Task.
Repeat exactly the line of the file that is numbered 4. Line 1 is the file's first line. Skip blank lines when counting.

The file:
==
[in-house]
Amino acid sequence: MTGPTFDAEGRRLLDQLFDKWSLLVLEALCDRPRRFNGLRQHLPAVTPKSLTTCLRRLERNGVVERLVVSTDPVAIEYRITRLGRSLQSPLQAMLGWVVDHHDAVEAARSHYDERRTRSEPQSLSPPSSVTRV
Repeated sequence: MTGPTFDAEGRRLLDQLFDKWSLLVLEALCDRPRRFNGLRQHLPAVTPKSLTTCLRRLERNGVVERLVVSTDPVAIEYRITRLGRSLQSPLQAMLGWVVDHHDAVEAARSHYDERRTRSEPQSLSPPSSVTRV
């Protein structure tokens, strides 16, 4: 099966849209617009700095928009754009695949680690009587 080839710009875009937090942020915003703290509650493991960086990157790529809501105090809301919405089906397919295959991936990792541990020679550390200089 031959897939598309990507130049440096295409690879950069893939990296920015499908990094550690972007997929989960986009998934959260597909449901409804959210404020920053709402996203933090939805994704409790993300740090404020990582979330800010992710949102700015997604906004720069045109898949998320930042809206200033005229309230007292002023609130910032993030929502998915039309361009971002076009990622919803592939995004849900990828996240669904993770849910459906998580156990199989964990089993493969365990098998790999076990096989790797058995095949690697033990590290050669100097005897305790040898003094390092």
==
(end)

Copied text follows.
């Protein structure tokens, strides 16, 4: 099966849209617009700095928009754009695949680690009587 080839710009875009937090942020915003703290509650493991960086990157790529809501105090809301919405089906397919295959991936990792541990020679550390200089 031959897939598309990507130049440096295409690879950069893939990296920015499908990094550690972007997929989960986009998934959260597909449901409804959210404020920053709402996203933090939805994704409790993300740090404020990582979330800010992710949102700015997604906004720069045109898949998320930042809206200033005229309230007292002023609130910032993030929502998915039309361009971002076009990622919803592939995004849900990828996240669904993770849910459906998580156990199989964990089993493969365990098998790999076990096989790797058995095949690697033990590290050669100097005897305790040898003094390092």